Pétion-Ville, Haiti

Photo: Kinam Hotel

A hillside village with views that extend all the way to the Caribbean Sea. A historic park surrounded by a beautiful church, the smell of cooking street food, and laughing children. Luxury shops mixed with up-and-coming designers’ boutiques. A renovated hotel that was modernized without losing its charm. Restaurants where music and cocktails spill onto terraces late into the night. This is what you were hoping to find in Haiti by now.

It’s hard to believe that Haiti was once the “it” destination. But it was. Briefly. Movie stars and musicians flocked to the western half of Hispaniola in the 1950s. Then Papa Doc, a brutal despot, was elected president. Political instability and extreme poverty followed. Devastating hurricanes didn’t help either. Things were supposed to change with the 2017 election of Jovenel Moïse. But protests and street demonstrations are intensifying once again. Haiti’s next tourism boom is on hold.

So your Haitian travel plans have to be put off. Again. You won’t be able to visit Pétion-Ville quite yet. The hillside suburb of Port-au-Prince, named after the country’s first president, is one of the city’s wealthiest and most stable neighborhoods. It’s home to Place St. Pierre, St. Peter’s Church, and upscale stores. It’s also where the Kinam Hotel is located.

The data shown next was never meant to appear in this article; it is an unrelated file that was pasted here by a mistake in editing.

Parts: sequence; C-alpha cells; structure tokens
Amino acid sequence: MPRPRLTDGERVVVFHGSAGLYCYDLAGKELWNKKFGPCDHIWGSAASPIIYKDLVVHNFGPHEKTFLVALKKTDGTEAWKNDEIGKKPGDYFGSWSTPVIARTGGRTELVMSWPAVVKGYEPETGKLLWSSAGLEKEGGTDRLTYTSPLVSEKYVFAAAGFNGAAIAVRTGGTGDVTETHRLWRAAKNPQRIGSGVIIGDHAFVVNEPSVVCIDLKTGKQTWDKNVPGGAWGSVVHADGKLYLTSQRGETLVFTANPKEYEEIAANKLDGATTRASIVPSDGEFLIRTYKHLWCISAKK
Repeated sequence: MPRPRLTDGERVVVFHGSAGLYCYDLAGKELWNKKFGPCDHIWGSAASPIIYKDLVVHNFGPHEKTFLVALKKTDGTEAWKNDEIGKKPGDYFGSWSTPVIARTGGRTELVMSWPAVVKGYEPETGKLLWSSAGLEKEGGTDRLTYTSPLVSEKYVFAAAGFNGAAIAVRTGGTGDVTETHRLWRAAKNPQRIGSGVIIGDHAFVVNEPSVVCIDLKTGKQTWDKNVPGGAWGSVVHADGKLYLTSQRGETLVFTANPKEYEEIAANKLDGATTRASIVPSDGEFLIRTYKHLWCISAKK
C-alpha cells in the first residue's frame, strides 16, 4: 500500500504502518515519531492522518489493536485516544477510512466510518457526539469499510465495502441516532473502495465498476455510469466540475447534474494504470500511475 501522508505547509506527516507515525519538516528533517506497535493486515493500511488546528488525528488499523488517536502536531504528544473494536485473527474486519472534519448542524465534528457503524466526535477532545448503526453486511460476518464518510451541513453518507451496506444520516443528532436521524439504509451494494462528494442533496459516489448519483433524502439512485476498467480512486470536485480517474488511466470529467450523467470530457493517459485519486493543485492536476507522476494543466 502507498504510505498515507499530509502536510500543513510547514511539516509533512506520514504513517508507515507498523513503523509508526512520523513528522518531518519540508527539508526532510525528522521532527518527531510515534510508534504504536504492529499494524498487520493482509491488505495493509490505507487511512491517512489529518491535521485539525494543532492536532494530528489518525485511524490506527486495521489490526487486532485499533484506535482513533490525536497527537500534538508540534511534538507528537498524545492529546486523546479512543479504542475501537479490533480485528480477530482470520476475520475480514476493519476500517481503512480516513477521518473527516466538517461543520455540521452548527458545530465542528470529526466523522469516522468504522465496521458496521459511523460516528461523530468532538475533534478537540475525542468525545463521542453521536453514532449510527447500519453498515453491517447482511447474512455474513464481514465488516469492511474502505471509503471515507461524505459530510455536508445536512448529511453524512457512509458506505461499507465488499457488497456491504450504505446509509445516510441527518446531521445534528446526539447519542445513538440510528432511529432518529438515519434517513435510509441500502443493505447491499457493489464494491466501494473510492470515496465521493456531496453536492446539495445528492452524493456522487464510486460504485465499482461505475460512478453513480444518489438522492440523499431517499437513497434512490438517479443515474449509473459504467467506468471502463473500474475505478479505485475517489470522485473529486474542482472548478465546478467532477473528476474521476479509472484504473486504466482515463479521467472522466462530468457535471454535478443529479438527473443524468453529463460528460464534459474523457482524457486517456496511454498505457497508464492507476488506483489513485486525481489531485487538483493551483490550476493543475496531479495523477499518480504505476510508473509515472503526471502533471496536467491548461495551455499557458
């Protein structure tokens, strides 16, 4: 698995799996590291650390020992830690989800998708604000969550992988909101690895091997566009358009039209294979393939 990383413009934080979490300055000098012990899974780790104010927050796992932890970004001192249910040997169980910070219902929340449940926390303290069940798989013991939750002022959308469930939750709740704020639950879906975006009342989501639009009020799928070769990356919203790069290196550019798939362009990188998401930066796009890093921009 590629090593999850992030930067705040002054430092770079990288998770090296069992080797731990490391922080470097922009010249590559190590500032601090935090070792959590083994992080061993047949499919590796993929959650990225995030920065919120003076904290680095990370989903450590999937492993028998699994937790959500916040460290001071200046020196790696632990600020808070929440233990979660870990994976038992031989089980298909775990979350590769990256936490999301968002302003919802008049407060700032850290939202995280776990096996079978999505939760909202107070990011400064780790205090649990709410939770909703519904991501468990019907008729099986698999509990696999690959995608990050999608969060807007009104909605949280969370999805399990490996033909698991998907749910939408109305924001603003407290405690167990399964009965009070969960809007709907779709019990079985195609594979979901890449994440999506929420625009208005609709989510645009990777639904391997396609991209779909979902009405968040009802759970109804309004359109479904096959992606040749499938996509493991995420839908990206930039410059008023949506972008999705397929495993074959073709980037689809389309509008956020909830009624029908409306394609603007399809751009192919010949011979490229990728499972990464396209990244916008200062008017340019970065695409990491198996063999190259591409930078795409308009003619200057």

Photo: Kinam Hotel

The Kinam Hotel first opened in 1900. The gingerbread-house hotel—a Haitian style known for its high ceilings, turret roofs, and wrap-around verandas—had nine rooms. The family-owned hotel was renovated over the years, but true modernization didn’t come until 2014. That’s when a new wing and 85 more rooms were added. Haitian artwork and iPod docks were included, as well.

The rooms weren’t the only additions to the hotel. A three-story, granite wall fountain was added to the lobby. Le Rond-Point, a sleek restaurant, opened on the third floor. It offers French-Haitian cuisine and views of Place St. Pierre from its patio. A second restaurant, Kinam Terrace, overlooks the courtyard pool. This is where you can sample traditional Haitian food, like djon-djon. The mushroom dish is usually served with rice, but it’s upgraded with pasta here. A cocktail bar (rum punches), a wine bar (French varietals), and a coffee shop (Haitian-grown coffee and chocolates) are available, too.

Now you’re just torturing yourself. You know where you want to go, where you want to stay, and even where you want to eat during your first trip to Haiti. So you’ll continue to wait and hope that things begin to turn around again. Tourism could greatly help the troubled country get back on the right path.

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